An ambitious freshman Charlie Comeau seeks out the business fraternity, Alpha Kappa Psi (AKPsi). AKPsi is a unique hybrid of a club and fraternity that requires its members to undergo a highly competitive rush process. The business fraternity is notoriously competitive among prospective business major students, as it provides skills and strategies that are seemingly integral to an undergraduate’s path to Wall Street.

Comeau mentioned his interest in this aspect of AKPsi.

“I wanted to join because it’s great for professional development,” Comeau said. “They network with alumni brothers, so it’s great for getting to know people who have graduated.”

However, this “golden-ticket club” comes at a cost. One must navigate applications and interview processes during the fraternity’s rush week. AKPsi showcases grueling competition and hungry ambition during rush week, and prospective members are required to wear suits and engage in interviews with recruiting AKPSi students. 

Comeau describes the experience as “[wicked] competitive,” with approximately 250 people at the rush event.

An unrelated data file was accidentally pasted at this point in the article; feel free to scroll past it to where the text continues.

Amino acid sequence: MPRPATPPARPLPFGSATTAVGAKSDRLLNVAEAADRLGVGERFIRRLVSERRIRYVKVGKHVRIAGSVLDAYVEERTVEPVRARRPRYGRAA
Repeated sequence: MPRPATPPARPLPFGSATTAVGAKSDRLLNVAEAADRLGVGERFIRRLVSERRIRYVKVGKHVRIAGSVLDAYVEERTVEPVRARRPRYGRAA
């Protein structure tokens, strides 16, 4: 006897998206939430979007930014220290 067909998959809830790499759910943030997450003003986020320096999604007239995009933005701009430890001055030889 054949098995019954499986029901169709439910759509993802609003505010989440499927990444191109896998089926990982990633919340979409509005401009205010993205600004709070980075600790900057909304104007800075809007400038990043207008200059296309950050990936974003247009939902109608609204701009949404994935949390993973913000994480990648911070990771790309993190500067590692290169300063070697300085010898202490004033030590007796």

“Everyone would try and spend as much time around the rush chairs, president and vice president, so when we did get to talk to them it was like fighting to get a word in, trying to be memorable in some way,” he said. 

AKPsi remains extremely selective, only admitting a small percentage of its many applicants. However, while clubs on campus range in size and popularity, most are easy to join as opposed to the harsh club culture at other elite institutions. 

It can be speculated as to whether the selectivity of certain clubs is reflective of which extracurriculars and interests are valued at a higher level at Wake Forest, or if the competition is simply to narrow down the most serious members. Nonetheless, there is a club for anyone willing to get involved.

Leave a Comment
More to Discover

Comments (0)

All Old Gold & Black Picks Reader Picks Sort: Newest

Your email address will not be published. Required fields are marked *